9. I agree, it's a pure thought experiment. The key here is to understand how foot orthoses work and how the design variables are modified by heel-skives and rearfoot posts. Moreover to realise that they are very different beasts. I'll let it run a while longer... I got a busy week ahead, but if I get time I'll run this through FEA and post the results up here.
  10. Hi Bruce I agree to reduce the Supination effectiveness of a Medial Skive adding a rearfoot Valgus post is one option, but the original question was do they cancel each other out - so when I was answering Daniel I was suggesting that using a medial skive and a Valgus rearfoot post to cancel each other out it would better to think theoretical rather than practical

    Simon are you agreeing with Me or Bruce ?
  11. Both. Here's a nice little practical for y'all to try: draw a frontal plane section through the heel-cup area of an orthosis with a zero degree rearfoot post; now draw a similar section through the device with a medial heel skive (note the change in material thickness under the medial side of the device and the change in shape of the heel cup cross-section); now do the same thing adding varying degrees of valgus rearfoot post without the skive; repeat with valgus posts and medial heel skive- note how the cross-sectional shape is never the same. If the cross-sectional areas are different, the load/ deformation characteristics are always different too. Remind me again how foot orthoses work?

    1) altering the load/ deformation characteristics at the foot orthosis interface
    2) altering the topography characteristics at the foot orthosis interface
    3) altering the friction characteristics at the foot orthosis interface

    end of story.:drinks
  12. N.Smith

    N.Smith Active Member

    I'd imagine it wouldn't feel very comfortable (depending on the amount of skive used) and would put too much pressure on the medial heel. Probably cancel out the skive effect but not sure! If you got it that wrong, to do that, might want to start again as I'd imagine it would want to squeeze the heel out of the orthotic. If a heel is everted, it will thin out as it becomes more vertical so pushing it back the other way probably need more space/width. :drinks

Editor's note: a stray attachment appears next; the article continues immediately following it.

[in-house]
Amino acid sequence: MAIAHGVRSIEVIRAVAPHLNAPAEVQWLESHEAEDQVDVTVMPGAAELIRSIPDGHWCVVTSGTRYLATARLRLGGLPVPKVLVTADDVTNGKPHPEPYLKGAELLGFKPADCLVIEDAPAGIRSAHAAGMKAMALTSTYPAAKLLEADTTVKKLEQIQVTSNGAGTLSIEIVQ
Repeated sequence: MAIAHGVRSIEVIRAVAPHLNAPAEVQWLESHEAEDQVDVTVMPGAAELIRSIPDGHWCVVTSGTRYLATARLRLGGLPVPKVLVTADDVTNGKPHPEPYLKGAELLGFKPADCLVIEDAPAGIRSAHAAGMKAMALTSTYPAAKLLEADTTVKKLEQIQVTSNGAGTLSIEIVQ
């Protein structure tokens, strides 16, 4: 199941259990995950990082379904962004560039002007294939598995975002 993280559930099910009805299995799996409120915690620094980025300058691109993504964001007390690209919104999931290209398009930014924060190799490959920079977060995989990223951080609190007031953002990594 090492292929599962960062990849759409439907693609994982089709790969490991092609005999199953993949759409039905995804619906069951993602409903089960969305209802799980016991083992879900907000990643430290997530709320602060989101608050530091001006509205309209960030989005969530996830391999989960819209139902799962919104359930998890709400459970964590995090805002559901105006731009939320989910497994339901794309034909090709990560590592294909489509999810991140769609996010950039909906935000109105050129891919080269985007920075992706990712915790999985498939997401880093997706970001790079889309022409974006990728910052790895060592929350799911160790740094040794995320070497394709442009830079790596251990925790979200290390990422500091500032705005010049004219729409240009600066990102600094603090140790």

13. I got the same private message. I said that they would tend to cancel each other out since the internal varus heel wedge from the medial heel skive would have less varus if used with a valgus rearfoot post, so there is no really no reason to combine the two. However, using one with the other would produce an orthosis that is not the same as a non-medial heel skived-non-rearfoot valgus posted orthosis.
  14. gaittec

    gaittec Active Member

    Interesting question.
    Why would you do this. Only thing I can think of for designing this way would be to prevent
    lateral migration of the heel while maintaining some varus correction, where a deep heel cup and neutral lateral heel flare are not possible in the footwear.
  15. efuller

    efuller MVP

    I do it when the patient tells me that their medial heel skive device is giving them peroneal tendonitis. Or I could make a whole new device... Or more often when someone else has given someone with a laterally deviated STJ axis a medial heel skive device.

  16. gaittec

    gaittec Active Member

    Eric, thanks for a more elegant and precise way of saying what I was trying to indicate.